We have been telling people for years that a properly drafted gun trust can help protect your firearms in the event that you become a prohibited person in the future. Today the Supreme Court came to a Unanimous Decisions supporting our view that a trust can be used to hold firearms for a liquidating event or for the future beneficiaries of the trust without being lost.
The court held that “while a convicted felon is prohibited from “possessing” firearms pursuant to 18 U.S.C. 922(g), nothing strips the individual of his/her property interest in the firearms and the individual retains “the right merely to sell or otherwise dispose of their firearms,” provided the felon lacks all control over the firearms. Our Gun Trusts already provide for this ability to just this type of purpose.
The Court also held that “§ 922(g) does not bar such a transfer unless it would allow the felon to later control the guns, so that he could either use them or direct their use.” This even permits an individual to create a gun trust after they lose their rights, assign the property to a trust as long as they do not have the ability to have direct or indirect use nor direct their use. A properly drafted gun trust would remove all abilities of a felon or prohibited person from using or directing the use of all firearms and ammo within the trust.
Section 922(g) proscribes possession alone, but covers possession in every form. By its terms, §922 (g) does not prohibit a felon from owning firearms. Rather, it interferes with a single incident of ownership—one of the proverbial sticks in the bundle of property rights—by preventing the felon from knowingly possessing his (or another person’s) guns. But that stick is a thick one, encompassing what the criminal law recognizes as “actual” and “constructive” possession alike. (Emphasis in original)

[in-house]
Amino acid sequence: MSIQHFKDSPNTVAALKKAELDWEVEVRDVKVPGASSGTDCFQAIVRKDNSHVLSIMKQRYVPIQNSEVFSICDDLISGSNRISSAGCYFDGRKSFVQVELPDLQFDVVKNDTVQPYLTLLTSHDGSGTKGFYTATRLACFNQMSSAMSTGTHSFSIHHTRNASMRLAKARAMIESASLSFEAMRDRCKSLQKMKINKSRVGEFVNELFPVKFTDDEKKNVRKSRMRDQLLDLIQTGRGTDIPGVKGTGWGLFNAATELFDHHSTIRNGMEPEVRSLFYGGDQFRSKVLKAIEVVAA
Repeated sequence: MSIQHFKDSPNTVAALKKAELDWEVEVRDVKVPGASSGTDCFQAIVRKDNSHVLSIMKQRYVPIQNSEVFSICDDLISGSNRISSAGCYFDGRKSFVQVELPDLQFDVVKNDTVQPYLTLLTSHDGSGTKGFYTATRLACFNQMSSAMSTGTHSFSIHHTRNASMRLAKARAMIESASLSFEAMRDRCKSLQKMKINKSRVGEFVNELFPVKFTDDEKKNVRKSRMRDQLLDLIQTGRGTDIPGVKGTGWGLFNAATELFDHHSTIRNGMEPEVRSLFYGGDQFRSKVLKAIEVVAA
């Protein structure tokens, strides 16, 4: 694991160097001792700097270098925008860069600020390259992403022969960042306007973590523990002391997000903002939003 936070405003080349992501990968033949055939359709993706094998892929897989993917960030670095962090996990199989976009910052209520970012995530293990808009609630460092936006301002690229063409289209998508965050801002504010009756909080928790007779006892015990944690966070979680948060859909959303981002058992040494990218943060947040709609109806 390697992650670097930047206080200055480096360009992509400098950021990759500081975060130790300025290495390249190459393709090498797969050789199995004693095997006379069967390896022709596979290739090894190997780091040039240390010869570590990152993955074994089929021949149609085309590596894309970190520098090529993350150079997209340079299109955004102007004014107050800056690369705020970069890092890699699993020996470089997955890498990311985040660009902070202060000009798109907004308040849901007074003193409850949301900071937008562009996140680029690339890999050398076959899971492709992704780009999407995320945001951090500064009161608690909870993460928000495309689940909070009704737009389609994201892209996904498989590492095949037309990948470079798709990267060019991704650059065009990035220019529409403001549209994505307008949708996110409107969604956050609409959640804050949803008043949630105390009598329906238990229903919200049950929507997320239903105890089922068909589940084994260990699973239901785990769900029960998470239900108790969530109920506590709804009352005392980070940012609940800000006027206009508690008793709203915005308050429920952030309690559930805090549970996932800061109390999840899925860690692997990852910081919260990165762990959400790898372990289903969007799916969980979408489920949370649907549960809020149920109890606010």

The Court declared that nothing prohibits the individual’s “right merely to sell or otherwise dispose of that item.” In supporting the concept of a gun trust the Court stated “A court may also grant a felon’s request to transfer his guns to a person who expects to maintain custody of them, so long as the recipient will not allow the felon to exert any influence over their use.”
If you have lost or are expecting to lose your gun rights, it is not too late to create a gun trust, contact us to create a secure gun trust as permitted by the Supreme Court to protect the value of your firearms or the firearms for your children and future generations.